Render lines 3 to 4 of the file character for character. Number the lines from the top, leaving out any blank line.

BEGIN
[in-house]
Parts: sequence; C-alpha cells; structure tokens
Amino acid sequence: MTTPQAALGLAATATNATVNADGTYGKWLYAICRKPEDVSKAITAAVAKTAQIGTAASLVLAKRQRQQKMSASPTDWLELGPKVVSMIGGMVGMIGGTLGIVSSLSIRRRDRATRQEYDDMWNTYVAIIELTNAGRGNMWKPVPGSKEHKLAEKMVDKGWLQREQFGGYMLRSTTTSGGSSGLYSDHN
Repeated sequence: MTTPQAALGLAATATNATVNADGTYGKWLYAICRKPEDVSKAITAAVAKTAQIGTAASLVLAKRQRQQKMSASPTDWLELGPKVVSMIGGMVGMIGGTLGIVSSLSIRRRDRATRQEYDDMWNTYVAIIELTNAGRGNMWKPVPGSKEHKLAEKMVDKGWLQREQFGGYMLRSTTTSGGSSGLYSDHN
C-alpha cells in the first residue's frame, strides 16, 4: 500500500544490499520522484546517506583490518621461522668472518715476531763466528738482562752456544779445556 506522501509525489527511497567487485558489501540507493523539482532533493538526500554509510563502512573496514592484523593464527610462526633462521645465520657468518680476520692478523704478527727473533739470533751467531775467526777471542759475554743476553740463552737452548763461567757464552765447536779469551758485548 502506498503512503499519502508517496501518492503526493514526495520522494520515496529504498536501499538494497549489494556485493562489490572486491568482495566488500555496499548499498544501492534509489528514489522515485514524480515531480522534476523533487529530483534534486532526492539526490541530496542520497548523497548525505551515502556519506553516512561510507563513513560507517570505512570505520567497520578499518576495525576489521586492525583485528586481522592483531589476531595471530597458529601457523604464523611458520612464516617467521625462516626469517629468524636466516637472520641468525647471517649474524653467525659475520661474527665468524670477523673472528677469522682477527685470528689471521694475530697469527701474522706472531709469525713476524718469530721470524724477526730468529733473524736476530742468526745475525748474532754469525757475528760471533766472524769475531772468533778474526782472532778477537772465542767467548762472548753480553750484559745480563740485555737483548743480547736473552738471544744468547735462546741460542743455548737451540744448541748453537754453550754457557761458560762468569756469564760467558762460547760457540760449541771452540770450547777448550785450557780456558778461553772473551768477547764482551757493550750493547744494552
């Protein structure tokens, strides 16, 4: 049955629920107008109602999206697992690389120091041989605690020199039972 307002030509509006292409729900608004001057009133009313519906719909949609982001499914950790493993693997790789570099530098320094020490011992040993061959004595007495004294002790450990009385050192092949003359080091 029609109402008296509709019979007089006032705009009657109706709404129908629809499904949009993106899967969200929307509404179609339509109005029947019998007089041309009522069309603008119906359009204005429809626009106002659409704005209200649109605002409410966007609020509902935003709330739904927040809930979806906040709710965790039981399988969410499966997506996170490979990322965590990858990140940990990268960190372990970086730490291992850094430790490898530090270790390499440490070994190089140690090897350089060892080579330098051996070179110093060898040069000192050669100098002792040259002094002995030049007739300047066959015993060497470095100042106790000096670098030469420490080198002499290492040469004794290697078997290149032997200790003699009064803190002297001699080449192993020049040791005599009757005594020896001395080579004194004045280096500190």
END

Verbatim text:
Amino acid sequence: MTTPQAALGLAATATNATVNADGTYGKWLYAICRKPEDVSKAITAAVAKTAQIGTAASLVLAKRQRQQKMSASPTDWLELGPKVVSMIGGMVGMIGGTLGIVSSLSIRRRDRATRQEYDDMWNTYVAIIELTNAGRGNMWKPVPGSKEHKLAEKMVDKGWLQREQFGGYMLRSTTTSGGSSGLYSDHN
Repeated sequence: MTTPQAALGLAATATNATVNADGTYGKWLYAICRKPEDVSKAITAAVAKTAQIGTAASLVLAKRQRQQKMSASPTDWLELGPKVVSMIGGMVGMIGGTLGIVSSLSIRRRDRATRQEYDDMWNTYVAIIELTNAGRGNMWKPVPGSKEHKLAEKMVDKGWLQREQFGGYMLRSTTTSGGSSGLYSDHN